Multiple software vendors have become members of OpenSSF in their own capacity. These vendors are important players in the IT ecosystem, ranging from cloud service providers and operating system vendors to companies hosting OSS repositories, creating security tooling, creating computing hardware, and more. The benefit is getting inputs from a variety of sources that others might not be aware of and then collaboratively working on those issues.

Getting involved

There are a variety of ways to participate in the OpenSSF initiative based on your expertise and the amount of time you can set aside for it:

  • Sign up for their mailing list to follow the latest updates and discussions and update your calendar with OpenSSF meetings.
  • If you are looking for more interactive communication, consider joining their Slack channel.
  • Browse through their past meetings on their YouTube channel.
  • Organizations can consider becoming a member of OpenSSF.
  • Developers can quickly look up the GitHub repo for the software projects they are working on.
  • Most important, consider joining a working group of your choice and make a difference.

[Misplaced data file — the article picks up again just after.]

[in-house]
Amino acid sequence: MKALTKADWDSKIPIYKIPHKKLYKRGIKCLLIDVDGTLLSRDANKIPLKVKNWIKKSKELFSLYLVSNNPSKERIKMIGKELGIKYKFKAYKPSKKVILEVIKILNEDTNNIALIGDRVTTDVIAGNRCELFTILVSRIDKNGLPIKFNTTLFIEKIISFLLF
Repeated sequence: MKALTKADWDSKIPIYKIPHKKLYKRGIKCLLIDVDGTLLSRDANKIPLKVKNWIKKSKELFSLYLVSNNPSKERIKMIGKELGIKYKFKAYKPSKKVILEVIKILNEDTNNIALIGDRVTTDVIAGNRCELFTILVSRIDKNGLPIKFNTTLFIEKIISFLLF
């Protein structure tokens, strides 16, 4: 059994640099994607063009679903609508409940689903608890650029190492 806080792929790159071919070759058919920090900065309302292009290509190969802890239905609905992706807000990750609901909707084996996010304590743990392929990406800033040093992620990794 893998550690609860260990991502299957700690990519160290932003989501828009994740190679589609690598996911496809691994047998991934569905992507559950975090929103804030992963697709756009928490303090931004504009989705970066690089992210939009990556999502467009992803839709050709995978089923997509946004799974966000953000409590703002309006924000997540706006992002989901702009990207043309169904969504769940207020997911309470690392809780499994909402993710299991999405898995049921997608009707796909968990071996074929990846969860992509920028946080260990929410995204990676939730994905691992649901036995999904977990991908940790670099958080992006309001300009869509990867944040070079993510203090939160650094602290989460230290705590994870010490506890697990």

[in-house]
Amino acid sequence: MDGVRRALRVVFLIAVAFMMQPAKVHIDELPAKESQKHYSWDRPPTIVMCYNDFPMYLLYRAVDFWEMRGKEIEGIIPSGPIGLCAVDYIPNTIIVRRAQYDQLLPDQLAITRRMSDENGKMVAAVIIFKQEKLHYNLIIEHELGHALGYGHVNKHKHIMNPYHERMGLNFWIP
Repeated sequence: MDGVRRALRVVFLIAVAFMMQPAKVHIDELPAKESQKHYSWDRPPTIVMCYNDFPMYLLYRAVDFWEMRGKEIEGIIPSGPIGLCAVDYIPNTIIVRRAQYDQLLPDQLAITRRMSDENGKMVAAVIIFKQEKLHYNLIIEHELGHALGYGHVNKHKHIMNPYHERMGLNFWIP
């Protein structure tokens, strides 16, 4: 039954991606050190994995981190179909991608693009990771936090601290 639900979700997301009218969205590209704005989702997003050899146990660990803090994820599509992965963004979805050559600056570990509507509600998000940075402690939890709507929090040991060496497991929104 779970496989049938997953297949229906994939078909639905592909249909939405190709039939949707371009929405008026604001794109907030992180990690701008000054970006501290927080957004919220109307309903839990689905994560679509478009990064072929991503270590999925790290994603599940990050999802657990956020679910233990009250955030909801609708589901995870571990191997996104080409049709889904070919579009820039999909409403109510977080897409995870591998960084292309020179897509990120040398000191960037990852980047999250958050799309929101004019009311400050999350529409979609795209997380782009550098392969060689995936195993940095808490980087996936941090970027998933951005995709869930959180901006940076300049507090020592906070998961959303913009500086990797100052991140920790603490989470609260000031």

Conclusion

The security industry is growing and needs active participation from the open source community. If you are starting out or wish to specialize in security, OpenSSF provides a platform to work on the right problems in the security space under the guidance of experienced peers in security.

Developers, businesses, and government agencies are working together to ensure the security of open source software, and you can join them.

Creative Commons LicenseThis work is licensed under a Creative Commons Attribution-Share Alike 4.0 International License.

The story behind Joplin, the open source note-taking app #

The story behind Joplin, the open source note-taking app Richard Chambers Mon, 09/26/2022 - 03:00

In this interview, I met up with Laurent Cozic, creator of the note-taking app, Joplin. Joplin was a winner of the 20i rewards, so I wanted to find out what makes it such a success, and how he achieved it.

Could you summarize what Joplin does?

Joplin is an open source note-taking app. It allows you to capture your thoughts and securely access them from any device.

Obviously, there are other note-taking apps out there—but apart from it being free to use, what makes it different?

The fact that it is open source is an important aspect for many of our users, because it means there is no vendor locking on the data, and that data can be easily exported and accessed in various ways.

We also focus on security and data privacy, in particular with the synchronization end-to-end encryption feature, and by being transparent about any connection that the application makes. We also work with security researchers to keep the app more secure.

Finally, Joplin can be customized in several different ways—through plugins, which can add new functionalities, and themes to customize the app appearance. We also expose a data API, which allows third-party applications to access Joplin data.